[crux-devel] meeting notes & next IRC Meeting

Daniel Mueller daniel at danm.de
Wed May 31 18:52:50 UTC 2006


I hope Anton and Brett will read this mail as well - I'll try to answer all 
open questions within this mail.

On Wednesday 31 May 2006 08:07, Mark Rosenstand wrote:
> Are you sayng that it's time to re-evaluate the priorities of the CRUX
> project?

Indeed.

> > Only to make that clear: PAM is the de facto standard (ALL major Linux
> > distributions ship it).
>
> And RPM is the standard package manager... ;)

You are comparing apples and oranges. There are lots of alternatives for RPM 
(dpkg, pkgutils, ..). If you want your linux box joining a corporate network 
with centralized password management (ldap, samba/ad or kerberos) -> PAM is 
your (only) choice (AND YES: I know about "NIS" which works fully PAM-less 
and is insecure as hell AND I know various commercial products I don't want 
to talk about 'cause they just suck). 

> [..] svn.driver and making it the default, people could just edit the ports
> and (non-conflicting) changes get automatically merged. This is what I
> do, and it isn't that much slower than rsync.

Hmm, I think you've missed my point here. I don't want a separated ports 
collection. We are not talking about one or two 'conflicting' ports. PAM 
is .. comprehensive (in words: all programs, libraries and tools dealing with 
passwords/authentication). However, in most cases it's just an additional 
configure switch and sometimes a (pre-configured!) service file placed 
in /etc/pam.d/. Joe User won't even notice that he's using PAM.

> > Let me quote some words I found on CRUX's main page "[..] targeted at
> > experienced Linux users", "The secondary focus is utilization of new
> > Linux features and recent tools and libraries".
>
> You accidently forgot this one: "The primary focus of this distribution
> is keep it simple"

I knowingly left it out. "KISS" Really, I start to hate these four letters. 
It's the ultimate power abbreviation to choke new ideas and concepts.

On Wednesday 31 May 2006 01:20, Anton wrote:
> > is the de facto standard (ALL major Linux distributions ship it).
> Oh. You are very very wrong. Slackware do not use PAM by default, afaik.
> It's on 11 place according to distrowatch.

Ieeeeek! Shame on me! ->  ALL - 1 major Linux distr....

> Unfortunately it's not impressive, as I don't have retinal scaner, and
> I don't want to play ``shoot 'em up'' game on login phase. ;-)
> It's not clear to me why I'm, as crux user, have to use PAM. May be I
> would love it if someone explain to me what it gives.

Besides of the fact that you will get the possibility to join a corporate 
network with centralized password management, imagine the following scenario:

You've got a brand-new laptop. Your new laptop has the disadvantage of being a 
popular object of desire for pilferers. The harddisk contains most likely 
private data (e.g. nude pics of your girlfriend). It's a good idea to encrypt 
those private files. I hear you saying "Bah, no problem, I don't need PAM for 
this". Okay; you would probably create some container files in your home 
directory and mount them if needed. Now let's imagine the thief is a smart 
one and he's looking for tracks in your home directory 
(.bash_history, .kde/*, .gnome/*, thumbails/*  ..).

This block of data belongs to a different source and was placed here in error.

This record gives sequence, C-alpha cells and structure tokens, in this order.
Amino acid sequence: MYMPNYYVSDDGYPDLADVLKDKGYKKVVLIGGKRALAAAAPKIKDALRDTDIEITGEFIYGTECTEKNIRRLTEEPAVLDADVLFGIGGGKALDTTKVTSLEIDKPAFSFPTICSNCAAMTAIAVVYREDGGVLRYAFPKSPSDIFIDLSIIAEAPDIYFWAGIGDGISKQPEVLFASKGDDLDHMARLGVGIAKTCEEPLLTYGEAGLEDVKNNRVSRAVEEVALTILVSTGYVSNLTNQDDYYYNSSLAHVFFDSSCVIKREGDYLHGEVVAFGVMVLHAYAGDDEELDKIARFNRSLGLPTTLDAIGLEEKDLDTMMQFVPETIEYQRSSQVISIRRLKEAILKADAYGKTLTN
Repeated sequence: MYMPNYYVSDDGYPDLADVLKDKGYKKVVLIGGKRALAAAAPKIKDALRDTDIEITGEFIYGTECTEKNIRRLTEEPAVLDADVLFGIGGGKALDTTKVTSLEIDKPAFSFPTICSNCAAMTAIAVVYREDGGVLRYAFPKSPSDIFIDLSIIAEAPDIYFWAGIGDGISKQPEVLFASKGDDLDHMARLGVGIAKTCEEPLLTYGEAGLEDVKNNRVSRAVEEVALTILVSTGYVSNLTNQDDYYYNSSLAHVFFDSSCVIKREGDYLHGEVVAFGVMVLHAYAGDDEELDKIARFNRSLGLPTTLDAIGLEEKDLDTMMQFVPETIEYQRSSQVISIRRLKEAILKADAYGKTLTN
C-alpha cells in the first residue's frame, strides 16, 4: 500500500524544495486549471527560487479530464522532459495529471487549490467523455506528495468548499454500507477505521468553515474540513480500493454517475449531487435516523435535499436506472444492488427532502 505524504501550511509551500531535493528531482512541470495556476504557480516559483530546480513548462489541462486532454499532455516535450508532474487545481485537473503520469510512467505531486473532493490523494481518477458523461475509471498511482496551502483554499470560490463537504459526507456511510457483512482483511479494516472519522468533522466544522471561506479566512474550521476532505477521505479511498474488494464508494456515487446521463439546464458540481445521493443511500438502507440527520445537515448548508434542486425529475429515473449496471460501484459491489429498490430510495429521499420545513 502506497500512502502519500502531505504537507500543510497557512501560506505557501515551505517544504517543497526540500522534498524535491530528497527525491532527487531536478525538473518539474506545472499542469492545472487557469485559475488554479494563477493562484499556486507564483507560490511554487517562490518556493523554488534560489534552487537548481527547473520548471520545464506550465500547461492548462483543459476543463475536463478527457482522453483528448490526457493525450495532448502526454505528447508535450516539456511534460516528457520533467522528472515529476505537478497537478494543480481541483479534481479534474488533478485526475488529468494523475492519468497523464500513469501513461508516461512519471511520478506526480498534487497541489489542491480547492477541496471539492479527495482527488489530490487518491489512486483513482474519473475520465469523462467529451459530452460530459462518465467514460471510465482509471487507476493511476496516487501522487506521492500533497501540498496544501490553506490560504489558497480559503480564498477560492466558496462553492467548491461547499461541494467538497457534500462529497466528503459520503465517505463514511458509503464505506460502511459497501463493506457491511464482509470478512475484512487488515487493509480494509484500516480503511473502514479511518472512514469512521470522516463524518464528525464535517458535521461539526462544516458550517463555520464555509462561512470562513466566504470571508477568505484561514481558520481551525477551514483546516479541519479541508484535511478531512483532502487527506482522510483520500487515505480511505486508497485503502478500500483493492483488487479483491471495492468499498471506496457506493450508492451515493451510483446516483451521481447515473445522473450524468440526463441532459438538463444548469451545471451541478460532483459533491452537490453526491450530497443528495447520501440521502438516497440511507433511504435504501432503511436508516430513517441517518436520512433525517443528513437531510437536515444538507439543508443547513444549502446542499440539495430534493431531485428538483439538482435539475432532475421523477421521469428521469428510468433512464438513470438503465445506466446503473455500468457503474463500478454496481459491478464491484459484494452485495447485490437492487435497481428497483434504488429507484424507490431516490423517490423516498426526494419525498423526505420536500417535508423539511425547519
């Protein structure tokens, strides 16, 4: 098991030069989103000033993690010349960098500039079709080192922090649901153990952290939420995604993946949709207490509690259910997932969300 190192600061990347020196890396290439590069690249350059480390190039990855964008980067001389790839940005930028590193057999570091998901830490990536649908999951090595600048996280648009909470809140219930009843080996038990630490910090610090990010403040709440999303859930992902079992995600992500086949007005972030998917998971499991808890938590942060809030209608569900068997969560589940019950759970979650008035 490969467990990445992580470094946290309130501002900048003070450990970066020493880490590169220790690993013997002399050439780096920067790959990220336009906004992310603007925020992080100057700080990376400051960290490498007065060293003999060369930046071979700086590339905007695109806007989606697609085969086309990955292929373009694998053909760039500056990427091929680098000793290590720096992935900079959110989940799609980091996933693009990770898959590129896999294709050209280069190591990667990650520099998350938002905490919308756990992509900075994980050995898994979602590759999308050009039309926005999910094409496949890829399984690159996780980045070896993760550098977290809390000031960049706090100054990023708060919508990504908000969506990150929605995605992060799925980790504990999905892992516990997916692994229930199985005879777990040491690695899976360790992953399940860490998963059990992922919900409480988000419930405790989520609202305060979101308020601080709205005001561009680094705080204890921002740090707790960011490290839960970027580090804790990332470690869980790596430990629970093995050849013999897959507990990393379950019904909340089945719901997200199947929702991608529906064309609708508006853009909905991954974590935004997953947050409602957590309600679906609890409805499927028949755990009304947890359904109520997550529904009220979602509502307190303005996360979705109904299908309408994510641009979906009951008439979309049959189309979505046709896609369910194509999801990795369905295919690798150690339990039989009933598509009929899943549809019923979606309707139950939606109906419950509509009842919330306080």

With PAM (pam_mount) it's possible to mount encrypted filesystems during the 
logon session. That means you could encrypt your whole home directory and 
mount it automaticlly during login. After you've logged out, PAM will unmount 
it for you.

Of course, you could do the same in some different ways (Many roads lead to 
Rome).. It was just an example of PAM's numerous capabilities. At the moment 
I'm enjoying little goodies like xauth forwarding when using su(1). (You may 
know this message: Xlib: connection to ":0.0" refused by server)

On Wednesday 31 May 2006 05:38, Brett Goulder wrote:
> It's a complex piece of code prone to problems and tends to introduce so
> much excess that I do NOT use, I figure that most people who just need a
> simple log in system as I do would also get annoyed.

I really don't know how to answer this. Sounds like you just hate PAM and I'm 
sure I cannot convince you of the opposite. But that's okay. 

PAM could cause problems, yes. But I still hope we can solve as much as 
possible at the outset with a proper default configuration.

> I'm a minimalist, I try to keep things as simple as possible, and I
> wouldn't be able to deal with having excess such as PAM on my system, as it
> contradicts my commitment to minimalist (one of the major reasons I choose
> CRUX and stuck with it was that it was minimalist out of the box).

Is CRUX a minimalist Linux distribution? I started with CRUX 0.7 or 0.8. At 
that time Per spoke of "lightweight", "i686-optimized" and "A distribution 
without useless or obsolete files" (so called junk files: README, INSTALL, 
bla). Did I misunderstand his primary goal from the beginning?

> Complexity of implementation and design, PAM is both implementation complex
> AND design complex, it rolls over the concept of KISS like a steamroller.

It's not _that_ hard. The pam(8) manpage gives you a short overview with just 
96 lines of text. It also says: 

"From the point of view of the system administrator, for whom this manual is 
provided, it is not of primary importance to understand the internal behavior 
of the Linux-PAM library."

By the way, a lot of pam modules provide their own manpage (e.g. man 8 
pam_cracklib).


Yesterday I summarized PAM enabled core ports in a tarball (cracklib, 
linux-pam, openssh, shadow)[1]. 

I'd like to thank you guys for your answers :-). They gave me an impression of 
what CRUX users think about my (revolutionary?) ideas and what I'll do in 
future.

bye, danm

[1] http://crux.danm.de/files/x86/pam/pam-ports.tar.gz
-- 
Daniel Mueller
Berlin, Germany         OpenPGP: 1024D/E4F4383A



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